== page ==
Amala holds a great piece of my heart. It has done so much for me and opened my eyes to a lot of things. Amala has helped me improve myself and open up way more. This was with the help of the Global Youth Peace Summit, which was the best week ever. They have also helped me with one of my passions in life which is music. They gave me, and others, the space to make an amazing album twice. It was one of the best times ever just to see all the different types of music come together.
Another thing they helped me do is recognize that I have a strong heart that can hold lots of space, and that my heart can change people. Just realizing and hearing that meant so much to me. I could go on all day about Amala so I’ll end with this, Amala creates the best space to come and be your true self. Without it I wouldn’t be anywhere near as close to who I am today. Thanks Amala.
United States, 18
This last summer I connected with a young woman named Ola. She is a muslim and I am a christian. As most of you know, the conflict between muslims and christians started a long time ago and continues today. But when I met Ola, my whole thoughts and views on muslims changed. There was a sense of acceptance which was a great feeling for me, something that opened my eyes to look deeper and search deeper into who someone actually is. I was taught how to embrace and appreciate life because there is probably others who are going through worse. I have learned to be accepting of my surroundings and just people who are different from me. I have learned that discrimination does nothing except hurt ourselves, because at the end we all are humans trying to survive in this world together.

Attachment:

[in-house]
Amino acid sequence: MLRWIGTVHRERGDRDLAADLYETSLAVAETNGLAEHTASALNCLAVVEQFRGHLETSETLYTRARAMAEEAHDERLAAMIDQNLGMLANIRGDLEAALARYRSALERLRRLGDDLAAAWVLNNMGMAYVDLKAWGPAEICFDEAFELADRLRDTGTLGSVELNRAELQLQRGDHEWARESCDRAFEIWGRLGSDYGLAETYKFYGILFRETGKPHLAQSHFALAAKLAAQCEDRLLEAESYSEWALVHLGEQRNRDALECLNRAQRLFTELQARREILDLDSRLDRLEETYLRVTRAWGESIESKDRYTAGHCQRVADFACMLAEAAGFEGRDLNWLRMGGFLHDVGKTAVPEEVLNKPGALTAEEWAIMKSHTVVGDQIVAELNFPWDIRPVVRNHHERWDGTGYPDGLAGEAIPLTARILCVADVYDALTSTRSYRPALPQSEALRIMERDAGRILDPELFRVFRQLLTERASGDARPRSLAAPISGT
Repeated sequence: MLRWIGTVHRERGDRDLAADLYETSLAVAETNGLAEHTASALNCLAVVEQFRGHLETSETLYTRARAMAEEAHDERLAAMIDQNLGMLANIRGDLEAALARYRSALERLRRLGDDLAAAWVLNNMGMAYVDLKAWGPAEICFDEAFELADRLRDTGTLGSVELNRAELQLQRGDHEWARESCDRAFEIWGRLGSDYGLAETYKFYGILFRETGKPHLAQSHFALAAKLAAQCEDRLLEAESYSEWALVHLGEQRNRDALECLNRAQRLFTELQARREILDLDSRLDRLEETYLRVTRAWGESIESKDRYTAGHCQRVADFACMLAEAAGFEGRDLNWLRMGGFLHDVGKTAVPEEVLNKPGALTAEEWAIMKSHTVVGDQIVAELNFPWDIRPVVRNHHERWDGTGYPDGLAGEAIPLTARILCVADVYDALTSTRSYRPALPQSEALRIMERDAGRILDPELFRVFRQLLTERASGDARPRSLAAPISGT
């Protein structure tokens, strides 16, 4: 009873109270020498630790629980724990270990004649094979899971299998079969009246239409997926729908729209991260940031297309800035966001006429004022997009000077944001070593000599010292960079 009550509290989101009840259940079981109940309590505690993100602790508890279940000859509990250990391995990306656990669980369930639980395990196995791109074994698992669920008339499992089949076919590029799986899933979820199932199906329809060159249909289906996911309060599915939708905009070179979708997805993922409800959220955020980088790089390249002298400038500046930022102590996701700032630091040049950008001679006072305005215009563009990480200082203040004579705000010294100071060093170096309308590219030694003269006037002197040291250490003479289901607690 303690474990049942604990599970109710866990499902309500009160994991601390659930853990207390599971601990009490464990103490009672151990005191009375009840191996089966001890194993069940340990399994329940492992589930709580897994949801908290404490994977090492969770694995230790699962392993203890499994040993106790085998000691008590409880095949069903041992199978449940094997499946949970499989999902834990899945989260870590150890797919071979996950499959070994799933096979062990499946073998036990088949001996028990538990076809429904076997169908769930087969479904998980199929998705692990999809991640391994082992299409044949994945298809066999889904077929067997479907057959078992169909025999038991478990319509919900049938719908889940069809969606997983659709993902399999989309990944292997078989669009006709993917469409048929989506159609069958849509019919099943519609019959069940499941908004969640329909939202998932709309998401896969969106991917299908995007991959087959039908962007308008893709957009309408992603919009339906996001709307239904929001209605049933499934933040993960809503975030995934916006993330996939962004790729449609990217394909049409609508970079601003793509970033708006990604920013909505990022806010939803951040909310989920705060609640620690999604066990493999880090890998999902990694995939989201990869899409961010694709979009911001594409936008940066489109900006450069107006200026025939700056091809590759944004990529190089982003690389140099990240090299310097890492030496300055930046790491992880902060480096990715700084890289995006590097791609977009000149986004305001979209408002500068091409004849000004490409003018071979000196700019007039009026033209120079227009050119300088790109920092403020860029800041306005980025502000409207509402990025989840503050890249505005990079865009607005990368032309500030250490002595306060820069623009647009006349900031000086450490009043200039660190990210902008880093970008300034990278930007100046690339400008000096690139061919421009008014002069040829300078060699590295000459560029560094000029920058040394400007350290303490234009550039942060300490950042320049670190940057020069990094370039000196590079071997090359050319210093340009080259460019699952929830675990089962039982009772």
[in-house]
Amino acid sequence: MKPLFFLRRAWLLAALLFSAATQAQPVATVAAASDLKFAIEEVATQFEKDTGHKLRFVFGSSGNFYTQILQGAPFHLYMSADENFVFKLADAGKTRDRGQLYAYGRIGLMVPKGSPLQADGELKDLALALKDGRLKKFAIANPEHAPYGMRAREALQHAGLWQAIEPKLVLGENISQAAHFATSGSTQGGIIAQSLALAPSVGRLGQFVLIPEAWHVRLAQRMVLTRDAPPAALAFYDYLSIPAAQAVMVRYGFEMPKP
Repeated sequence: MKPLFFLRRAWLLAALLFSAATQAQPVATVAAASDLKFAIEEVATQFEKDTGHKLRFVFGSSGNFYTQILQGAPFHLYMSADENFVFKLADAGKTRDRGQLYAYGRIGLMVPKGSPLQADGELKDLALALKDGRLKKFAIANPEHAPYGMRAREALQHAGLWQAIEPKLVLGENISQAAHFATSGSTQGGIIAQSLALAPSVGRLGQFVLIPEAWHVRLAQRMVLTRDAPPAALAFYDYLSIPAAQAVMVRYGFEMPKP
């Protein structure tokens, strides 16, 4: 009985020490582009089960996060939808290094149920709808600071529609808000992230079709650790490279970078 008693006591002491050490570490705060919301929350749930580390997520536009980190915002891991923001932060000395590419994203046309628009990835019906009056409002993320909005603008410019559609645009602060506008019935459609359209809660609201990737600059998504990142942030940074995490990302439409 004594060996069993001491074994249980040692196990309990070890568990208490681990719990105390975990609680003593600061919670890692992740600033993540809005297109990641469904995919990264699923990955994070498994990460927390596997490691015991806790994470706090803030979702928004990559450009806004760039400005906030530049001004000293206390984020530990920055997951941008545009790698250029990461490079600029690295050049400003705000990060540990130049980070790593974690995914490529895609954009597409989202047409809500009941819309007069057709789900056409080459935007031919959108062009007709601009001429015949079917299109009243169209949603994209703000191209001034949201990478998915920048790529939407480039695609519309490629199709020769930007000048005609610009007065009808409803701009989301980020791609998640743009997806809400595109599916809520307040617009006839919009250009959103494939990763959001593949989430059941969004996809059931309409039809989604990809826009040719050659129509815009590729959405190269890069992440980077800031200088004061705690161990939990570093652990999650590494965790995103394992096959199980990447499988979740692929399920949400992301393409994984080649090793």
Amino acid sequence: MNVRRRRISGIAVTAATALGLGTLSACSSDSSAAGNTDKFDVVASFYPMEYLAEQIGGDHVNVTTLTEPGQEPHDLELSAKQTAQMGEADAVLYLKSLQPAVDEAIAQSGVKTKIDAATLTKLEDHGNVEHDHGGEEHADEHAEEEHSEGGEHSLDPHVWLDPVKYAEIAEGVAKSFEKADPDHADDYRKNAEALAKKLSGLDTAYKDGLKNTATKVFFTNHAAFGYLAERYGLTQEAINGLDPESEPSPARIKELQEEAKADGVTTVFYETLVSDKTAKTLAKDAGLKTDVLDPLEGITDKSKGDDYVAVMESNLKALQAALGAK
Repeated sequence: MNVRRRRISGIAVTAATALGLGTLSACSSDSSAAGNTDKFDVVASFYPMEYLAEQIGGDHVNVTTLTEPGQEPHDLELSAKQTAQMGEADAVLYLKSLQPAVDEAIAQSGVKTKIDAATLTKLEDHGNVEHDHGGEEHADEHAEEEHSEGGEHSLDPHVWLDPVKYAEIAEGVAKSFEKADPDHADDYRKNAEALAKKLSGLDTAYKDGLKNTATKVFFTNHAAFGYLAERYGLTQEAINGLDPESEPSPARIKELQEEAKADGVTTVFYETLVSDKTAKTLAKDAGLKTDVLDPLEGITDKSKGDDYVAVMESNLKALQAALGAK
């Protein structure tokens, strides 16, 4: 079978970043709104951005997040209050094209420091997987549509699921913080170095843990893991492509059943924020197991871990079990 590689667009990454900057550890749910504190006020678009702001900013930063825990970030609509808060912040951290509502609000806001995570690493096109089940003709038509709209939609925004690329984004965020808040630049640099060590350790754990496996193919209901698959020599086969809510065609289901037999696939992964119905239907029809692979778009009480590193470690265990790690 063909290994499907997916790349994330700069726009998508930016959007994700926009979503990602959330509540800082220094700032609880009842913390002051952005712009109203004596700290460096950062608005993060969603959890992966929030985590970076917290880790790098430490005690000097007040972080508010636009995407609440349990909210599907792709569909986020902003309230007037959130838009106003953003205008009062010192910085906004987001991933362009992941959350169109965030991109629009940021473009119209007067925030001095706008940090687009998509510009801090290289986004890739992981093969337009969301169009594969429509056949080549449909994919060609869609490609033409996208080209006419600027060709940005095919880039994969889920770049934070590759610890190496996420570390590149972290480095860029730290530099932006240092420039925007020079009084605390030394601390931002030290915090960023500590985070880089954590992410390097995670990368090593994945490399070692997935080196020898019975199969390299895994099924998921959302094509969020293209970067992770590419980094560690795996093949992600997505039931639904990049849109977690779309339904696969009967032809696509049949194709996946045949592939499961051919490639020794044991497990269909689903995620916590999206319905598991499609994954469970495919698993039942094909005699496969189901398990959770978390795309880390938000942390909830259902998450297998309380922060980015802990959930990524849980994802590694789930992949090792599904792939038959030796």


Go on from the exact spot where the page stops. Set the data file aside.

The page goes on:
I have learned how to express myself fully through music. The Amala Foundation has provided a great program for me, and other youth, to be involved in music. It has helped me learn how to be patient and how to collaborate with others, mostly listening and appreciating other people’s ideas because they all matter. Amala has made me the person that I am today, and my greatest gratitude goes to the Amala Foundation people and programs they have offered me. I feel at home when I am with the Amala Foundation One Village crew. It is always the best feeling that I wish to feel forever. I appreciate all your great service, and when I grow up I’ll want to help others the way you’ve helped me.
Democratic Republic of the Congo, 18
My name is Yvonne and I was born in the Democratic Republic of the Congo. In 2004, my family moved to Burundi because rebels were threatening to kill my tribe. We settled in a refugee camp called Gatumba. We were there for almost a month when, on August 13, 2004, a group of armed rebels called Forces for National Liberation massacred 152 Banyamulenge civilians and wounded another 106 including my mom, sister and brother Espoir.
My mother was shot in the stomach while she was pregnant with my younger sister Lulu. A bomb injured my sister Jolie’s right arm and a bullet hit her left finger. My brother Espoir was shot in the shoulder. My father went out to get help but the refugee camp was far from the city.